Another gene that is... See, all these genes tend to affect how proteins actually build up, and these toxins migrate to the cells. Another one that is of...I guess being studied at the moment is TBD-43 gene. It's another one that is being associated with MND. And, your heat shock protein 27, HSP 27. These are basically transactive protein responses, and they express really early in development, before birth, and they're involved in the nervous system and these organ development dysfunctions.
So, these are some of the genes that are now currently being talked about and studied and reported in the literature, at the moment.
Andrew: When we're talking about these genes, can you take us through what's happening with the pathophysiology at the cellular level? Like, are we seeing a damage, if you like, maybe parallel to Alzheimer's? Like, you know, the neurofibrillary tangles, the beta-amyloid plaques, are we seeing these genes cause a similar type of pathophysiological process?
Vanita: The pathophysiology of MND is not being defined. But there are a few theories out there. And a lot of them are studied, and quite extensively studied. And a lot of them are associated with the toxicity of your beta-methylamino-L-alanine. Whether it is derived from your ingestion of cycad seeds, or whether it is as a result of exposure to blue-green algae, these neurotoxic elements, they basically accumulate, and they're miss-incorporated, as a result of poorly functioning recycling and refolding machinery of the proteins. And so what they do is they don't fold correctly, and they build up as, like, junk inside the cell over time. And that junk eventually chokes up that cell, and it sends that cell into a programmed death, or suicide, you know?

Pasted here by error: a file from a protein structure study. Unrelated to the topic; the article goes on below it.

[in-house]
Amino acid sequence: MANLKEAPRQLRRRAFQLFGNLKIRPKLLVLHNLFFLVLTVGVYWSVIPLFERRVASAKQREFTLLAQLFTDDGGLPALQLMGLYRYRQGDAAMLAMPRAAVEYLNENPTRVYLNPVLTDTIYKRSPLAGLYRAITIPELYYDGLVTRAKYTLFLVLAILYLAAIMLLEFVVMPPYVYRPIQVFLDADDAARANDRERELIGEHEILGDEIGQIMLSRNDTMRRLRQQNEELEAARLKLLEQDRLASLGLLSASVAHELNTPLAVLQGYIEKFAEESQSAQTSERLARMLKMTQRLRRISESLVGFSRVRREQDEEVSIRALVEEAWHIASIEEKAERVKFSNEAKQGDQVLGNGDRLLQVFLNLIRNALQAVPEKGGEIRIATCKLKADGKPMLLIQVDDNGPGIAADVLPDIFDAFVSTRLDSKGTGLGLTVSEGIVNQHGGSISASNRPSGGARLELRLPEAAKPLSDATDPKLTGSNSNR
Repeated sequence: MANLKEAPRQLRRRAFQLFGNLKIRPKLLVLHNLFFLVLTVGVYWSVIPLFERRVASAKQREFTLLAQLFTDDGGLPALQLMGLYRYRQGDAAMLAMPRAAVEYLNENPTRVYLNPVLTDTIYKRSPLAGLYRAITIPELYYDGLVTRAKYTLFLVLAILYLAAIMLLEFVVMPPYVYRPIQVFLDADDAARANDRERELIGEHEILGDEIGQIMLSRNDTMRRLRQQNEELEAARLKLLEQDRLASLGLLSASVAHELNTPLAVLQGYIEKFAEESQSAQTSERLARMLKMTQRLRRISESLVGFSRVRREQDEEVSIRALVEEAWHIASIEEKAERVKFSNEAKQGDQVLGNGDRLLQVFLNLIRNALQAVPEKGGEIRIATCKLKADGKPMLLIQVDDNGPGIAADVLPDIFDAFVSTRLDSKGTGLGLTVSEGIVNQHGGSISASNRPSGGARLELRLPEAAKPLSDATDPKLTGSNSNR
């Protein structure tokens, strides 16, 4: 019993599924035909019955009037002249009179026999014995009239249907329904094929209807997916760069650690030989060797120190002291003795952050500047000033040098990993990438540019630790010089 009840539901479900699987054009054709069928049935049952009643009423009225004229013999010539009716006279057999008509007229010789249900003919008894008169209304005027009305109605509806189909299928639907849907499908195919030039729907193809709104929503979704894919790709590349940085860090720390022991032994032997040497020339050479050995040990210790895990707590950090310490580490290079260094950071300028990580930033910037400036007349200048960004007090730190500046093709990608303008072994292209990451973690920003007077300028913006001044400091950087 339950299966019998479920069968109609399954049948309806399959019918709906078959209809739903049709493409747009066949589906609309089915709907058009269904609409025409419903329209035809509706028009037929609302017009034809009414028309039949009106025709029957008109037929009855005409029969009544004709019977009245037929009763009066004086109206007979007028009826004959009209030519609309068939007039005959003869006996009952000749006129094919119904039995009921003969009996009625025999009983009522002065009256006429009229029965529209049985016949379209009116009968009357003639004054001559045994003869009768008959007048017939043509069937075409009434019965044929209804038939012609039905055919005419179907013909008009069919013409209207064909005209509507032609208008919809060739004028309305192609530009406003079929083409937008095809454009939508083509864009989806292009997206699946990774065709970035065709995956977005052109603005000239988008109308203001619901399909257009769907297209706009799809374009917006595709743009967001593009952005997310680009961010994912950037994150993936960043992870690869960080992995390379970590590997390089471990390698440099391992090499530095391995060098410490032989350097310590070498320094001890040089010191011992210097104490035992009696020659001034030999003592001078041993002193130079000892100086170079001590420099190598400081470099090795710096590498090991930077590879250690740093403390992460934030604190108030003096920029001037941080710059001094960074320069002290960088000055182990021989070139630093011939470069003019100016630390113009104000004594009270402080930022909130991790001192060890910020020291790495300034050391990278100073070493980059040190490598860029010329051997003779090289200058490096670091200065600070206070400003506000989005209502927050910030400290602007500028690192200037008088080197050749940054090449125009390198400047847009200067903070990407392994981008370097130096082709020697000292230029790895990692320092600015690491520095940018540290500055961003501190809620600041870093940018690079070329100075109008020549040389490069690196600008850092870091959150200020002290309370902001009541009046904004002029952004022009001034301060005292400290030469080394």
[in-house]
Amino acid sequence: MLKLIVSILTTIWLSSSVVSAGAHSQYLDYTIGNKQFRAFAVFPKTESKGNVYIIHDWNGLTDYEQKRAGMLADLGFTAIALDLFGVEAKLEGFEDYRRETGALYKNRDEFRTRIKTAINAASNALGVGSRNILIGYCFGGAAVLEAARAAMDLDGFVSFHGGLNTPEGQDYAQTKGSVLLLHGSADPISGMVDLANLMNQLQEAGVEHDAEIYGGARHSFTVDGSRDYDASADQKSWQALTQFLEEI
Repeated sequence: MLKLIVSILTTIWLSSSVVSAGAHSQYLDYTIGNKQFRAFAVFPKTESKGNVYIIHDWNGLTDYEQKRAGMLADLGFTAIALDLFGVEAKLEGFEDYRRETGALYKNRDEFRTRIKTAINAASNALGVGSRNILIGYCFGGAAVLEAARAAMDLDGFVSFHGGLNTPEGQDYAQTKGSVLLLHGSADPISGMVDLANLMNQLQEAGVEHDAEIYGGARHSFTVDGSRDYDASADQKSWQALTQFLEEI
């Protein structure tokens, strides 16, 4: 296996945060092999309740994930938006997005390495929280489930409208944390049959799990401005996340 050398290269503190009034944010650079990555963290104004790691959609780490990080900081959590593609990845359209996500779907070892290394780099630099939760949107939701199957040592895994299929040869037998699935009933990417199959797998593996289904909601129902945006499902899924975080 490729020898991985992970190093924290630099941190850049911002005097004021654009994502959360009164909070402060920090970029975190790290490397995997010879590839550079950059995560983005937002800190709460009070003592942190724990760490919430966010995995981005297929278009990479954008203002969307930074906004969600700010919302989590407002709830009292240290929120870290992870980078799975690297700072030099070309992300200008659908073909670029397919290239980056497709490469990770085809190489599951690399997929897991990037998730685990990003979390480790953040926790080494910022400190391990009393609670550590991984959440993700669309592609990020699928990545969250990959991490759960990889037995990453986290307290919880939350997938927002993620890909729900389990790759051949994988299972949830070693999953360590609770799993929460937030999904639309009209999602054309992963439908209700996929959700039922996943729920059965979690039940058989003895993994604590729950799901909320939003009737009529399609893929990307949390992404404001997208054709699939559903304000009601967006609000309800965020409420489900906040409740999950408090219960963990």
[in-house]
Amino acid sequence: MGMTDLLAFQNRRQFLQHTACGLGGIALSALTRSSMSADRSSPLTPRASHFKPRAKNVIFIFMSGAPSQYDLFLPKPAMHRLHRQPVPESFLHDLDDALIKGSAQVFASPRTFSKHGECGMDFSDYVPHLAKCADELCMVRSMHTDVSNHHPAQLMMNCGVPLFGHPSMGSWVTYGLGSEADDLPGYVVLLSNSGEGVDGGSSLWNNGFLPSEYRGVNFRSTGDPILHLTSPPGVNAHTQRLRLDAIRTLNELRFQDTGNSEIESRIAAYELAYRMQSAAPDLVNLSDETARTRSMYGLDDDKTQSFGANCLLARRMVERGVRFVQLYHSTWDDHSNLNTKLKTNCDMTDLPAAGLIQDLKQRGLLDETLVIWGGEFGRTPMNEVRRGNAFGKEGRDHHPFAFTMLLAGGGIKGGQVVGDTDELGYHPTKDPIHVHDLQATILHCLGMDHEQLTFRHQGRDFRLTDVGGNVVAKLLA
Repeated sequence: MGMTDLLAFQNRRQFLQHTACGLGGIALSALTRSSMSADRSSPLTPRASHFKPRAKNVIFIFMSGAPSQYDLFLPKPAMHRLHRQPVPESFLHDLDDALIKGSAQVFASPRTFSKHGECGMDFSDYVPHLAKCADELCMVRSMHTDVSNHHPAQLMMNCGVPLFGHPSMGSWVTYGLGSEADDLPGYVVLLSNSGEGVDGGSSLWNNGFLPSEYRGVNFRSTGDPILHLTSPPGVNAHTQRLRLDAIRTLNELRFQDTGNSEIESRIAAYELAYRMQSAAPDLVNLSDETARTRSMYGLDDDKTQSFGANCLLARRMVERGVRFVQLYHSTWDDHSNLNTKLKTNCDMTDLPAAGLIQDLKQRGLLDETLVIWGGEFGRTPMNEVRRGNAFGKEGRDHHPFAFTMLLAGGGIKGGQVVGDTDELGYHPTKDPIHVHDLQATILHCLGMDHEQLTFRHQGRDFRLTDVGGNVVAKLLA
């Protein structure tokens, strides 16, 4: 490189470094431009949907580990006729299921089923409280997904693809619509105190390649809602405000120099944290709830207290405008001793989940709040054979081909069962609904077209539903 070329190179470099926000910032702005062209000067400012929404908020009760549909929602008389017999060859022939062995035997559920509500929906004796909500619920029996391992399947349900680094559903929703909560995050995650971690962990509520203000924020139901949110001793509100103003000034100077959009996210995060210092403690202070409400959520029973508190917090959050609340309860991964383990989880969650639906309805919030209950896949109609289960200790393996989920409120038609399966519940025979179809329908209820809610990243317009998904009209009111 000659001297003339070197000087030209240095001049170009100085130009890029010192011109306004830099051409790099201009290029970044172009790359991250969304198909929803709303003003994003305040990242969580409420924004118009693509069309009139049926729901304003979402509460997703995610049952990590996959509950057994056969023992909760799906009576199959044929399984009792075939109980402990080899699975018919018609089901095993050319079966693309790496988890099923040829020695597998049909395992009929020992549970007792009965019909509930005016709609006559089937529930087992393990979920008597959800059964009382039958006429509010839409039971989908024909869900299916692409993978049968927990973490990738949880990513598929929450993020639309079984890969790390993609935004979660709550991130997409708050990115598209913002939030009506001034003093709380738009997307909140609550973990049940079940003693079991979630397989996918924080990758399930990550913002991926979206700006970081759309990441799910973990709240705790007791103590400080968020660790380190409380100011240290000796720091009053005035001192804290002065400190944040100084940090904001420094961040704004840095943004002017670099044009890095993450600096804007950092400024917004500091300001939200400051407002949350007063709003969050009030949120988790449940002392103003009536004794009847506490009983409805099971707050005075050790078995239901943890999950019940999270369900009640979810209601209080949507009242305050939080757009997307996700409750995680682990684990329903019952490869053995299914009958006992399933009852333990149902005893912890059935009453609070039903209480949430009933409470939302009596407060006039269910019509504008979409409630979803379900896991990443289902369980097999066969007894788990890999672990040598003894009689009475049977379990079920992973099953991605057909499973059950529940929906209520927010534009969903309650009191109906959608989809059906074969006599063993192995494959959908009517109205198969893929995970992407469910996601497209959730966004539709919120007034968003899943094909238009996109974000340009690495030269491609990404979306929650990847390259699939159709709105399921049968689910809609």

Vanita: And so our focus, therefore, and a lot of the study has been along the lines of two mechanisms. We have the only approved drug called Rilutek, or Riluzole. And there are two mechanisms by which it works. One is it is an NMDA inhibitor, and the other is that it is a glutamate antagonist.
So the theories that are postulated as a result of seeing these high levels of BMAA can be associated with what is causing that underlying issue? So having researched a lot about amino acids, and as you probably well know, I love my amino acids...
Andrew: Yeah. Yes.
Vanita: I've actually investigated the effect of where BMAA, why does it become neurotoxic? Now, we know that it actually occupies the serine receptors, allowing for glycine and serine to be depleted in the bloodstream. But...and the reason being is that they're occupying those receptors. So they're mimicking, BMAA is mimicking the effect of serine.
So currently, in various blogs, you can often see patients are taking serine. Now, as a result of researching a little bit about this, I use my amino acids at the rate of anywhere between one and three grams per day. But serine, in this instance, is being given up to 30 grams per day.
Vanita: And we have noticed some changes. Again, there's still a lot of study to be done in the area of amino acids, but it's really working along the lines of two major mechanisms that we know of. And obviously, there are many more mechanisms at hand, which we still need to understand.
Andrew: So, just with regards to serine, if you're using 10 times the amount that would normally be used. Is there potential for... I don't want to make a wild claim of cure, right, that's out of the bounds of reality. But an abrogation of symptoms, so that you get a lesser decline?
Vanita: There are a number of...there's so many various theories and postulations out there, just getting an understanding of why these medicines are working, and under which pathways they're working, opens up the opportunity for integrative practitioners to understand the mechanism, and then look at those constructs.